10 Newsletter Template Samples | Templates Assistant 10 Newsletter Template Samples | Templates Assistant

10 Newsletter Template Samples

If you thought you escaped editing newsletters when you left high school, you might be wrong. Newsletters are everywhere and eventually, you might be asked to create one but do you know where to start? If you’re not sure what kind of newsletter template is best for your purpose, you’re not alone. You might think any newsletter template would do but there is a wide variety to choose from.

To help you figure out which newsletter template to use, and how to choose the one most appropriate to your needs, we compiled a list of 10 types of newsletter templates. After each description, you’ll find a link to the newsletter type being discussed. You also need to know newsletters need a particular tone or style of writing, depending on your purpose and audience.

What Are the Different Styles of Newsletters?

Table with papers and laptop

Photo by rawpixel.com from Pexels

There are varieties of newsletters that can be used in different settings. There are school newsletters, work newsletters, and church newsletters. We listed 10 of what we consider to be ones that are most widely used.

10 Types of Newsletter Templates

  • Christmas
  • Corporate
  • Classroom
  • Church
  • Vet clinic
  • Doctor’s office
  • Employee
  • Funeral
  • Homeowner’s Association
  • General/basic

Christmas Newsletter Template

The purpose of a Christmas newsletter is to share news of the year with friends and loved ones during the holiday season. There can be news about graduations, weddings, new babies, new jobs. You can put photos in them and send them off with Christmas cards, or email them to those who prefer that option. Below is a link for a Christmas newsletter template.

View Template

Corporate Newsletter Template

Corporate newsletters can be sent out when there is a need to share specific information, like a merger, or quarterly so everyone knows how the company is doing and to recognize anniversaries and birthdays. Using a merger as an example, a corporate newsletter could be used to keep employees informed of any changes to departments, policies, or procedures. See the link below for a corporate newsletter template.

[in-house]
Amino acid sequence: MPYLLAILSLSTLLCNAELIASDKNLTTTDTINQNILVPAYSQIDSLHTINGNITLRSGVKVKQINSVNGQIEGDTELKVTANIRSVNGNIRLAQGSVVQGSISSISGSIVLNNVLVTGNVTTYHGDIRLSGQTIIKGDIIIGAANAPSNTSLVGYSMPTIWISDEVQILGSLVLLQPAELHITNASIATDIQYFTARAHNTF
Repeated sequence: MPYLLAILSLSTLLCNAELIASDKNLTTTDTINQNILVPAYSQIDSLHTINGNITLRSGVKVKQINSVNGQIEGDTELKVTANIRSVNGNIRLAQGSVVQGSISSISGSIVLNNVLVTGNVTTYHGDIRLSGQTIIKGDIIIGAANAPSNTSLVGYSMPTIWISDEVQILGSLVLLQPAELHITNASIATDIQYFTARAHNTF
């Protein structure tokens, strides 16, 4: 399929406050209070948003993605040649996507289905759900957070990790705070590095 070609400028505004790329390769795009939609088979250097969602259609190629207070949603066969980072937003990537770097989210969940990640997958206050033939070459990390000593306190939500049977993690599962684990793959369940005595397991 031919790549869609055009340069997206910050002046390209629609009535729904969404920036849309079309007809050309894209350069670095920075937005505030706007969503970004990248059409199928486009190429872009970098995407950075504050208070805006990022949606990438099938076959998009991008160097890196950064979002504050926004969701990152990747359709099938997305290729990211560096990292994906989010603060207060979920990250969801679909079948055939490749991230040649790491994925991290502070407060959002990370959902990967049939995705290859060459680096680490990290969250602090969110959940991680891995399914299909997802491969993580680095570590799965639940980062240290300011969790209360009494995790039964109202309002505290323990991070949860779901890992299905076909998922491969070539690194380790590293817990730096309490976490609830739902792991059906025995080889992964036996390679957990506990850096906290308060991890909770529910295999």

View Template

Classroom Newsletter Template

A classroom newsletter can be used to keep parents informed of events that will happen that week, such as teacher conferences or reading lists. Classroom newsletters are also a great way to share class artwork or field trip pictures. If you happen to be a teacher, you might enjoy the classroom newsletter template, found using the link below.

View Template

Church Newsletter Template

A brief church newsletter is sometimes found in the back of the service brochure but is often offered separately. This newsletter might list baptisms, funerals, obituaries, outreach programs, or ask for volunteers for a church function. There is usually information about how the church is doing financially, or if the church needs help with something like a roof fund. See below for a church newsletter template.

View Template

Vet Clinic Newsletter Template

woman typing on laptop

Photo by Startup Stock Photos from Pexels

Veterinary clinics also use newsletters to let their clients know about upcoming specials on services or to promote certain pest prevention, or a particular groomer the clinic staff likes. Another purpose to a vet clinic newsletter would be to announce staff changes or changes in clinic hours. Below is a nice template for a vet clinic newsletter.

View template

View Template

Doctors Office Newsletter Template

Your doctors’ office might also use a template both internally and for clients. Some possible purposes to a doctors office newsletter would be to let you know there’s a new doctor or service being offered. A doctors office newsletter might also include information about health workshops that are available or recalls of medication. The template below would be useful when putting together a newsletter for a doctors office.

View Template

Employee Newsletter Template

Employees can have a newsletter separate from a corporate newsletter. These can be issued by different departments or sent to all employees so everyone knows if there are time constraints for a certain department or to advertise job openings in other departments. Employee newsletters can also be used to announce new hires, upcoming training, anniversaries, and birthdays. Try the template below the next time you have to put together an employee newsletter.

View Template

Funeral Newsletter Template

While no one ever wants to need this template, a funeral newsletter template can help keep the information concise, and uniform especially if you work for a funeral parlor or church. What could be included is the obituary, times of service and burial, and if there will be any memorial events. It would also be fine to list where to order flowers from or where to send a donation if that is what the family is asking for. The link below will take you to a tasteful and practical funeral newsletter template.